When I was a kid, most the gas stations in the area were either Esso or Flying A.
Not where I lived. Sinclair, Phillips 66, Standard, Mobil, and Clarks100.
We had flying A, esso, texaco, mobil, and sinclair.
We did have a few Sunoco, Shell, Gulf, and Sinclair stations, but the ones that dominated in my area were Esso and Flying A. When we would travel around the country on summer vacations, I always found it interesting to see the different brands of gas.
The most memorable one was in–I think–West Virginia, where my mother had an urgent need for the restroom, so my father pulled into a Pure gas station, and while Dad filled the tank, Mom trekked to the restroom–which turned out to be an outhouse! After experiencing the unspeakably filthy conditions there, she never again allowed my Dad to pull into a Pure gas station, and she used to say that there was nothing “pure” about that particular gas station in WV.
I grew up in Los Angeles, never saw a Flying A but do recall Esso stations.
Gas stations had garages and were everywhere. At the corner at the end of the street there was a Texaco, Exxon, 76, Mobil, and behind the Mobil was an Arco. All with garages, all did car repairs and fixed/sold tires. I think it’s a testament to how much more reliable and low maintenance cars have become that there isn’t a repair shop every 3 blocks across town.
Deep Rock, Purple Martin, Hudson… I worked the overnight shift at Hudson on Highway 18 in Waukesha, WI summer of 1970 while in college.
In my community in Indiana we had DX, Pure, Sinclair, Gulf and Standard. There was an independent called Hartley that had a number of stations.
When I visited Cincinnati in 1972, I gassed up a couple of times at a Sohio station which was giving away Flintstones drinking glasses as a premium. Those glasses were really sturdy, and I used them for several years.
I also remember the “mileage ingredients” in the gasoline. D-X had Boron, Shell had TCP and Super Shell, the premium grade had platformate. Standard had m2pg. Sunoco had some ingredient that gave it a blue tinge and was advertised as “Blue Sunoco”. I have no idea what chemicals were used in these mileage ingredients. When I took chemistry, there were only four known elements:. earth; air; fire; water. We made compounds of fire and water and the result was firewater. We examined many isotopes of firewater for the physical property of taste.
New ones in MN, Tesoro
Back in the '60s, Sinclair advertised that the nickel additive in their gasoline would reduce engine wear:
Heh, in 1966, first “real” job, gas jockey/grease monkey at Mobil, we had the “Megatane” rating, just PR.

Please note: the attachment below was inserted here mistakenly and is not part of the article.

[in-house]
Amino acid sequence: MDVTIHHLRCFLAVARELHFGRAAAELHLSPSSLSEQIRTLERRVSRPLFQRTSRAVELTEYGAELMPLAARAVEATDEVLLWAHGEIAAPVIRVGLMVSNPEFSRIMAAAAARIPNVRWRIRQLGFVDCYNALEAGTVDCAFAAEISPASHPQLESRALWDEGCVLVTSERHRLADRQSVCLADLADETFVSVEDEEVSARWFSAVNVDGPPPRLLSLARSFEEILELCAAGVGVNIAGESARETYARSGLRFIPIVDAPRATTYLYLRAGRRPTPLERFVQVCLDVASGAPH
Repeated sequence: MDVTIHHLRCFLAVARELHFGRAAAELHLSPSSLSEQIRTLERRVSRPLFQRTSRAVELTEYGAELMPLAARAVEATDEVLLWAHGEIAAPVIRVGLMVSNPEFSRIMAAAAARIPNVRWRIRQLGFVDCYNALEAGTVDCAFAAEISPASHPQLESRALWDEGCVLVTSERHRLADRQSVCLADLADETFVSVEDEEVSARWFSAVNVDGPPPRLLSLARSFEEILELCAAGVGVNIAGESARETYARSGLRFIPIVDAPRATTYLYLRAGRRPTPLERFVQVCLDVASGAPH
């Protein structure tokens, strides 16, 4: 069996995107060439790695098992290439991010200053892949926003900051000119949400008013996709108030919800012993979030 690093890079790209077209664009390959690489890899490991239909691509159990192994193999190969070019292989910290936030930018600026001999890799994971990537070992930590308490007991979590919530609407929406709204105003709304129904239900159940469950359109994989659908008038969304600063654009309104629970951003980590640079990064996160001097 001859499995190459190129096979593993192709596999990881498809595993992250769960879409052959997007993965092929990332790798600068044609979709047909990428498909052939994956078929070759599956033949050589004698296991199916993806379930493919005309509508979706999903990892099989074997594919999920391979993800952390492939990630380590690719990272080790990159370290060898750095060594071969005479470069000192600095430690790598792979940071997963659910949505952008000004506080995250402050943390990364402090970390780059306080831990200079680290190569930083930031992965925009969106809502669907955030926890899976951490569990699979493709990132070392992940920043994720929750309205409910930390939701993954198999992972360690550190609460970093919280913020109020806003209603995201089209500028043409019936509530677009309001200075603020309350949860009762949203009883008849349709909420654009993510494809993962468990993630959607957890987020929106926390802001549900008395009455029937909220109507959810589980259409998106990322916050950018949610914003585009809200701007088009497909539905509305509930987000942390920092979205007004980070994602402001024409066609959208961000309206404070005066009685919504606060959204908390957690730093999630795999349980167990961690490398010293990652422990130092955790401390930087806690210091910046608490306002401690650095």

Forgot about Pure, in the 50s, in WI, we used to stop at a tiny convenience store that sold Pure.
When we went to Kentucky on vacation went to Gulf, the gift was gold colored horse shoe pins.
Oh, and I had a Sinclair dinosaur beach toy.
Shortly after Esso began their Tiger Tail giveaway in conjunction with their “Tiger-Power” premium gas, the local Shell station erected a sign stating that they were capable of removing tiger fur that would clog one’s fuel line.
Gulf’s reaction to the Tiger Tail promotion was some self-adhesive plastic horse shoes that you could put on your rear bumper because their No-Nox gas gave your engine “extra kick”.
Ah, that was the connection between horse shoes and Gulf, the pins were similar design, maybe 3/4 x1/4 inch.
Never seen a Flying A… in high school we would have make crude jokes about that name.
Around Ohio growing up we had Sohio (of course), Gulf, Sinclair, Chevron, Sunoco and a few Texaco stations.
All did service as well. Oil changes 4 times a year, tune-ups maybe once a year, maybe twice. Tires and the odd GM timing chain at 35K miles. Some did alignments but there was a serious alignment shop that did the big suspension jobs everybody went to. And Frank’s Carburetor shop for tricky fuel problems, rebuilds and hot rod carb tuning.
No Quickie Marts but they often had a Coke machine, a candy and cigarette machines
When we drove out East as a kid, I was happy to get those horse shoes. Around here we had Clark, dx, she’ll, pure, Sinclair, standard, Mobil, etc. but we also had Erickson and holiday stations. They were brothers that may or may not have been on good terms. We had trouble collecting from holiday for flower deliveries and had to make a house call. It was a rumor that holiday watered their gas down so tried to avoid them. Good gas now though. Oh yeah we had skelly too.
I grew up in Central NY. We had Esso (Now Exxon). Sinclair. Atlantic became Arco. Didn’t have Flying A.
In the late 70’s and 80’s when companies were merging and closing…this one corner in Syracuse on Erie Blvd had an Exxon station, BP and Mobil. BP moved out so the owner bought into the Exxon franchise. Then Mobil and Exxon merged, so for a while all 3 stations on the same corner were Mobil.
As I recall, we filled up our Chicken Delight cars at Holiday, no problems with the gas. Had a bunch of beer glasses from Clark.
I lived in New Berlin back then and worked in Waukesha.
A buddy of mine got a load of water in gas from Purple Martin so nobody would go there after that!
Still see a Sinclair every now and then. Sohio I remember seeing. Never recall seeing a flying A. Remember sunoco and they had a variety of options for octane, you moved a lever, Stopped at one maybe 10 years ago.